Alberta is working closely with Ottawa as the federal government crafts a strategy for helping the country’s struggling oilpatch, says the province’s energy minister, adding she’s expecting a package to come “very shortly.”
Sonya Savage, speaking to an online audience of investors and companies, also expressed faith that the package would include methods of helping the oilpatch with its financing challenges.
“I’m still confident that something’s coming out very shortly,” Savage said Tuesday morning to the Scotiabank CAPP Energy Symposium.
“We’re working very closely with them. And I’m not seeing anything at this point to be concerned that there’s not a liquidity package coming.”
When commodity prices are so low, oilpatch companies often struggle to obtain financing from banks, investors and the broader finance community.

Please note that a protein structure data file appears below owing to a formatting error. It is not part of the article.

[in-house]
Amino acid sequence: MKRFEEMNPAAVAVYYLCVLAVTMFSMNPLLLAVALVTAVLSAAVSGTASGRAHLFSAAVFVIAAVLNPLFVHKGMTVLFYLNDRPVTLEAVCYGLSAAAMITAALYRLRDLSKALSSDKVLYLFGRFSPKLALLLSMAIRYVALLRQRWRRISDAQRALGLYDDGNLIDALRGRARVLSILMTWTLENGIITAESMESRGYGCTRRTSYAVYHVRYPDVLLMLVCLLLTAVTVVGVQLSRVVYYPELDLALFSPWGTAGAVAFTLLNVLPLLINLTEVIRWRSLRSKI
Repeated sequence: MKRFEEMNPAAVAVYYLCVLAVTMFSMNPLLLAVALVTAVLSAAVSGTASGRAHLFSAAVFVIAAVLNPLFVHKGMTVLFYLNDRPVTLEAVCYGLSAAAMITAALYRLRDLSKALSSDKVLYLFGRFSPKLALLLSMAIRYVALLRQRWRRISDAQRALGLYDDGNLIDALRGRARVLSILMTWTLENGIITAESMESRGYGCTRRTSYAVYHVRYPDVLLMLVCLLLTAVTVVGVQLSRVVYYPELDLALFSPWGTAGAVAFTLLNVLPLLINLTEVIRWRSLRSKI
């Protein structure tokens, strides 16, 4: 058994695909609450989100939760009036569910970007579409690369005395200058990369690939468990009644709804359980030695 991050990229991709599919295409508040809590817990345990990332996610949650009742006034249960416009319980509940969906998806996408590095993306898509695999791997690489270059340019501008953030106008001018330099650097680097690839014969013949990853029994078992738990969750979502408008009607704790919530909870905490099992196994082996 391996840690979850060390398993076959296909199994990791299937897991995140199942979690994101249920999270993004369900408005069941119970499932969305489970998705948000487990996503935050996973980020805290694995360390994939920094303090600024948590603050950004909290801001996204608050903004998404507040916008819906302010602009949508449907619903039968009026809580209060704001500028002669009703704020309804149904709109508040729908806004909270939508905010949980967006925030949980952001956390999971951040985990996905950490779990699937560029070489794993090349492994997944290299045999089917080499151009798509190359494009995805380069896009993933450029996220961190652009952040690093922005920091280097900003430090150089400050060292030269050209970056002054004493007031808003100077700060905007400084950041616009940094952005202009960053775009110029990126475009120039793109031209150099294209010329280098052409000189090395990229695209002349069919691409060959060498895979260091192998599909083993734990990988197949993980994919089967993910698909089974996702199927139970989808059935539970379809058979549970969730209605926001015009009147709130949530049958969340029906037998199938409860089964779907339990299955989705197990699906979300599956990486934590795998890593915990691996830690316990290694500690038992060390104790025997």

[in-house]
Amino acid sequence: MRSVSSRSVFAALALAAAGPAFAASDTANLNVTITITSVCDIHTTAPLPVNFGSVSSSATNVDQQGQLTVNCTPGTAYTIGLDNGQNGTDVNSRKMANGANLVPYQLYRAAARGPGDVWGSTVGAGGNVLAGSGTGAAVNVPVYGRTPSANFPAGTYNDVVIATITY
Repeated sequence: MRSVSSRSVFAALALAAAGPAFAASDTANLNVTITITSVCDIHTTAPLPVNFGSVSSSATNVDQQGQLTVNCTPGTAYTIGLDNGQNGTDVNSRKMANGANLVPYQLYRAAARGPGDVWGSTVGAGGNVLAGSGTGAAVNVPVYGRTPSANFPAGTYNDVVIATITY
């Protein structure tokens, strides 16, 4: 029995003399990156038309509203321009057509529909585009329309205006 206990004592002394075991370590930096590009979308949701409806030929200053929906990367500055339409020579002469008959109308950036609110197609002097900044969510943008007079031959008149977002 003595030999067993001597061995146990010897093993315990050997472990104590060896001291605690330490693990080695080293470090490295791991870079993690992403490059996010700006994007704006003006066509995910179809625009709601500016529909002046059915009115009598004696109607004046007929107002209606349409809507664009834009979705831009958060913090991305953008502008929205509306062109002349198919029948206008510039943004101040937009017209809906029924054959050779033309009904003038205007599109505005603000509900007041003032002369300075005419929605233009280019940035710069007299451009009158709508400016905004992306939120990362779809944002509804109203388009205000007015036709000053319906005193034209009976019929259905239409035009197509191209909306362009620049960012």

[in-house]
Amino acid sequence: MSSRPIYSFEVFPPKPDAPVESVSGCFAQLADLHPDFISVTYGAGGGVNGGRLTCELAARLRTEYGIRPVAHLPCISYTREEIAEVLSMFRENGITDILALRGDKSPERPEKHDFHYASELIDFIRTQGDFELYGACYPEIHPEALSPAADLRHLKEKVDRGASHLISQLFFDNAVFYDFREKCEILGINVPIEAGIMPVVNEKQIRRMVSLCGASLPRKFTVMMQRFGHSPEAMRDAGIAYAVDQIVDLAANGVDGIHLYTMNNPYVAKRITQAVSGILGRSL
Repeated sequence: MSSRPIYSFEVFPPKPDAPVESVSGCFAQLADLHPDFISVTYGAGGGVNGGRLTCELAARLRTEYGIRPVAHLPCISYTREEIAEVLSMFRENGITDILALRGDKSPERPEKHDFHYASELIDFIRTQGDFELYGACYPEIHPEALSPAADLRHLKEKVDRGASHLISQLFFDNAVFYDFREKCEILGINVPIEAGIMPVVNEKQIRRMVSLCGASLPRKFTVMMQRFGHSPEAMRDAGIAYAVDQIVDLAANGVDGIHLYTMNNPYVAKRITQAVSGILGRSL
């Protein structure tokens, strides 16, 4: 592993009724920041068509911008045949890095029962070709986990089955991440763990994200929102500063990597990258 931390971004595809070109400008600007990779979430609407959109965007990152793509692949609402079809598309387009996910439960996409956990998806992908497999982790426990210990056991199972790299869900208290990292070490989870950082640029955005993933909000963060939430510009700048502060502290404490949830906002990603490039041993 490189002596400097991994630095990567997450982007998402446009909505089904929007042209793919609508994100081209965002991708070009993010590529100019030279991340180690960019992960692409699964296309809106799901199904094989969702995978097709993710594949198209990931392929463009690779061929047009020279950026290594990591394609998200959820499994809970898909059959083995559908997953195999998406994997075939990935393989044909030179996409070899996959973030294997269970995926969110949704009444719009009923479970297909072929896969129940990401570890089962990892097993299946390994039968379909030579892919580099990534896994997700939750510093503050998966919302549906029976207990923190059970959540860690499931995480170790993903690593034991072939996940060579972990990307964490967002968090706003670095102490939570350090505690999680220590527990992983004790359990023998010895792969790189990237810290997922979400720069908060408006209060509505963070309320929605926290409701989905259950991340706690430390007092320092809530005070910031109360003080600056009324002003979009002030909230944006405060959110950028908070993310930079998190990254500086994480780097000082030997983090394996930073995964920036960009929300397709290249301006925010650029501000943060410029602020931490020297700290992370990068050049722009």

Oil companies, drillers and service firms have been calling on the federal government to find some way to ensure there will be liquidity in the market during the current turmoil.
The oilpatch is struggling because of three main factors right now: the decision by Saudi Arabia and Russia to flood the market with oil; problems with accessing funding from equity markets; and COVID-19, which put the brakes on economic activity and crushed oil demand.
“Our finance minister, Travis Toews, has been in regular contact with [federal] Finance Minister Bill Morneau and our departments are working closely on what a liquidity package is going to look like,” Savage said.
“I still believe that they’re working very diligently on it, the federal government. These things take a bit of time. There’s a number of option proposals before them on exactly how to get liquidity back into the sector.”
Savage said she’s also anticipating some incentives to help clean up orphaned and inactive wells in Alberta.
Alberta Premier Jason Kenney is also expected to speak later Tuesday to the same symposium.